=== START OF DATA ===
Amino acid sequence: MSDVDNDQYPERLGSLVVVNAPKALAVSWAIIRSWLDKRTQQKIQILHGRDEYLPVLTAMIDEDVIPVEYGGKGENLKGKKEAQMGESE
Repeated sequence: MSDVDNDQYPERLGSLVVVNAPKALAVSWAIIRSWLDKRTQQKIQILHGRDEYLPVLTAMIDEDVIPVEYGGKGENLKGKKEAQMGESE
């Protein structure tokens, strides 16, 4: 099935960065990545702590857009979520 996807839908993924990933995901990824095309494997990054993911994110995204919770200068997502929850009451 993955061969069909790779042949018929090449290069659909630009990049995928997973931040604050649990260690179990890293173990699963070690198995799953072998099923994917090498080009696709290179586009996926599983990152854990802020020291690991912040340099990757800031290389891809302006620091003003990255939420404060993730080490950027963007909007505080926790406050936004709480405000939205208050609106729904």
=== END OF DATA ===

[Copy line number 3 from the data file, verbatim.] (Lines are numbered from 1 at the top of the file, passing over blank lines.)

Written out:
């Protein structure tokens, strides 16, 4: 099935960065990545702590857009979520 996807839908993924990933995901990824095309494997990054993911994110995204919770200068997502929850009451 993955061969069909790779042949018929090449290069659909630009990049995928997973931040604050649990260690179990890293173990699963070690198995799953072998099923994917090498080009696709290179586009996926599983990152854990802020020291690991912040340099990757800031290389891809302006620091003003990255939420404060993730080490950027963007909007505080926790406050936004709480405000939205208050609106729904």